"Ensemble" is the word most frequently used in connection with Tracy Letts' "August: Osage County." The play, after all, was written for the ensemble of Chicago's Steppenwolf Theatre Company, and the production was hailed for the believability of the family bonds among the characters. So the fact that only five of the current cast members in the New York production of the show were in the play during its Chicago run causes some worry. Can the new actors bond artistically with the original ones? It is a pleasure to report that the new cast members fit in seamlessly, and the production still makes for an extraordinary evening of theater.
After its premiere at Steppenwolf in the summer of 2007, the play moved to Broadway's Imperial Theatre, where it weathered the stagehands' strike to open to raves. The production then managed something rare for straight plays; it connected with a wide audience. People who didn't often go to see non-musicals were attending, enjoying it, and telling their friends. The initial limited run was extended several times, then moved to an open run at the smaller Music Box when the production needed to vacate the Imperial to make way for "Billy Elliott." Along the way it picked up a raft of awards, including the Pulitzer and five Tonys, for Best Play, Anna D. Shapiro's direction, Deanna Dunagan and Rondi Reed's performances, and Todd Rosenthal's set (and now, a movie version is in the works).
The play centers on the Weston family, living in a large house outside of Pawhuska, Oklahoma. Beverly, the father (Michael Maguire, in a part played by Dennis Letts, the playwright's father, until his death from lung cancer this February) disappears after the first scene, and the entire family returns home to deal with the crisis. Considering that the house is now occupied only by the family matriarch, Violet, an abusive pill addict (Oscar-winner Estelle Parsons), fireworks are sure to follow. The play is a steadily escalating series of confrontations and revelations, with at least half a dozen genuinely gasp-worthy moments.
Some have accused the play of being simply a soap opera, and there is an element of the potboiler to it, in Letts' shameless use of plot twists that sometimes strain believability. But, crucially, the script goes much deeper. If the first act, setting up the characters, is fascinating, and the second, culminating in a jaw-dropping dinner scene, is riveting, the third, showing the aftermath, is simply heartbreaking. A soap opera would never give us the richly realistic characters, the tiny details of personality, or the sorrowful understanding of the consequences of hurtful actions that this play does.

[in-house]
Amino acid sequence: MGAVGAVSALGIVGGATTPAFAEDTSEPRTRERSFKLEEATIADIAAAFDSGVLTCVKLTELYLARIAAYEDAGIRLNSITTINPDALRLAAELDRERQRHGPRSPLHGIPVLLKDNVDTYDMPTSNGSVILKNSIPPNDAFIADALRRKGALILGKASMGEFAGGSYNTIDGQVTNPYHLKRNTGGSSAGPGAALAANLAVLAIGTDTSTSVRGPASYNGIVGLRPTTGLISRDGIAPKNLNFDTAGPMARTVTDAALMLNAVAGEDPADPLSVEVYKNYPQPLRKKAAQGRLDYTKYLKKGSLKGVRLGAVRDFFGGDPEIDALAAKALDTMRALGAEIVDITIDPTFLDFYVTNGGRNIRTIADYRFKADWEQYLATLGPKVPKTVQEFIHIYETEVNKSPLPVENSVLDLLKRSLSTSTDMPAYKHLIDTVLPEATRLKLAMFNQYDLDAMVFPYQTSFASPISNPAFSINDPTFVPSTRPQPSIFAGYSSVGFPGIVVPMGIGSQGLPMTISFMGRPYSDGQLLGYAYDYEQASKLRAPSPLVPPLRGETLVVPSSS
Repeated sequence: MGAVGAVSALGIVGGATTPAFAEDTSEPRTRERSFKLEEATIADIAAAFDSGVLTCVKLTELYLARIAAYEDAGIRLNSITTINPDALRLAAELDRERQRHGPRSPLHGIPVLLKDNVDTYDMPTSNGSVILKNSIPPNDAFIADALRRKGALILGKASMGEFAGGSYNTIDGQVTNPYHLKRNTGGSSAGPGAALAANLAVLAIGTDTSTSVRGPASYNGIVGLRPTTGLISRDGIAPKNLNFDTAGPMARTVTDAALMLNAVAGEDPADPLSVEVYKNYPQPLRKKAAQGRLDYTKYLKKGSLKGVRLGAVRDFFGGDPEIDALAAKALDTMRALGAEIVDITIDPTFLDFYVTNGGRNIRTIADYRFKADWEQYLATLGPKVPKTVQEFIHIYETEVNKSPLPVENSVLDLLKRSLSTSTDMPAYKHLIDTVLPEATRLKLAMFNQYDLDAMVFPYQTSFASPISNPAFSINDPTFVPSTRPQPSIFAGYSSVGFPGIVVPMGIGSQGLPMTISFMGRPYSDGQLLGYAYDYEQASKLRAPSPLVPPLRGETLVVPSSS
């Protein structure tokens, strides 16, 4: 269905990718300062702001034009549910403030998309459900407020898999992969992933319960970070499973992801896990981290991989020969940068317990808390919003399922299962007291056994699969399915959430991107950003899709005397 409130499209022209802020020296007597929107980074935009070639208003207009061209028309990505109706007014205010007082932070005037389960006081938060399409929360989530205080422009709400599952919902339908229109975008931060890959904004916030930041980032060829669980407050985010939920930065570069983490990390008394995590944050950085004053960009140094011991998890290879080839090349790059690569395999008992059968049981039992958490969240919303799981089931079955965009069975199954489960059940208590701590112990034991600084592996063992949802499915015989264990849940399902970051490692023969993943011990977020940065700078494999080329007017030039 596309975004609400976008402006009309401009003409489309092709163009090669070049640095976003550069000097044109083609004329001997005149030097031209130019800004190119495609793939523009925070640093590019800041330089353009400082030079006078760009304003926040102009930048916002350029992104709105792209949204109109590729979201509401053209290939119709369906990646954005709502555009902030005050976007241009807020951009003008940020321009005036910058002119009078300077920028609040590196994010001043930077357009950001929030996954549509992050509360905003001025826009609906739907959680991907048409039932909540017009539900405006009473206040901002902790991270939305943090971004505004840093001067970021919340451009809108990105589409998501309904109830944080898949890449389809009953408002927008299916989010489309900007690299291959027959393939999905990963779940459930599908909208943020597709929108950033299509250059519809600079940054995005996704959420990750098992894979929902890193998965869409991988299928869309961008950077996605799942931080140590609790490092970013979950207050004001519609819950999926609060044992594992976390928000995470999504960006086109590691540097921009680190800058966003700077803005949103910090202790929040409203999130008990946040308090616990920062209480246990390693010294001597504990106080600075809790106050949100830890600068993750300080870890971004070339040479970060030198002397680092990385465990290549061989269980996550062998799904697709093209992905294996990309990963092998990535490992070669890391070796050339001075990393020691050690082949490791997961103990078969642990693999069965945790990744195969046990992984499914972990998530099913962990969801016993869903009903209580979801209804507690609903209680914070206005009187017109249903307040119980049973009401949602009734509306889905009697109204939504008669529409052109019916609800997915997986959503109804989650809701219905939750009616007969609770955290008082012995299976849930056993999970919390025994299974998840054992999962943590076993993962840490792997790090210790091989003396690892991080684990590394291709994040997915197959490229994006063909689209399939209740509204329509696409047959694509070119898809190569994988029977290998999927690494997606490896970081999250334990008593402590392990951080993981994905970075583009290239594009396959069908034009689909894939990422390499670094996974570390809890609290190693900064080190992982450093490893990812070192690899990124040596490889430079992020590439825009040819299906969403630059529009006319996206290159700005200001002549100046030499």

I should explain that I do not have the background to compare this cast to the orgininal. I was out of the country during the play's Steppenwolf run, and my tickets to the Broadway production last Thanksgiving weekend were refunded due to the stagehand strike. However, I can say that this cast genuinely feels like a family with a long, tortured history. The fact that two of the new cast members are also ensemble members at Steppenwolf probably helps. However, I believe the greatest credit goes to Letts' beautifully written characters and Shapiro's extraordinary direction. (Full disclosure: Shapiro is a professor at Northwestern, and I took a workshop from her when I was a student there.) The production pays attention both to the complex and fast-moving plot and to tiny, telling details. My personal favorite image is of Karen, the youngest Weston daughter (Mariann Mayberry), engaged in a tense conversation and compulsively putting olives onto her fingers and eating them off. It's a minor tic, but it tells so much about her character.
The cast is superb all around; there isn't a weak link. Each gets a chance to shine and has a deep commitment to his or her character. However, highest honors must be given to Parsons, who frighteningly illuminates both Violet's terrifying abusiveness and her pitiable state while high on pills, and Amy Morton, as the eldest daughter, Barbara, trying desperately to understand and control her world as it falls apart. The designers also do superb work at telling the story of the play. Rosenthal's Tony-winning set, towering and skeletal, is the perfect arena for the family's battles. Ana Kuzmanic's costumes always tell us about the characters; Violet's outfit of blue silk pajamas and blue high heels, worn whenever she is stoned, is particularly apt. And Ann G. Wrightson's lighting succeeds both in creating gorgeous pictures and in helping to shape the story.
Some have complained that the play does not live up to the comparisons with Eugene O'Neill that it has received from some. However, such comparisons are meaningless. Letts isn't O'Neill, and shouldn't be. Whether "August: Osage County" will be considered a classic in 50 years is immaterial. It is an extraordinary play now.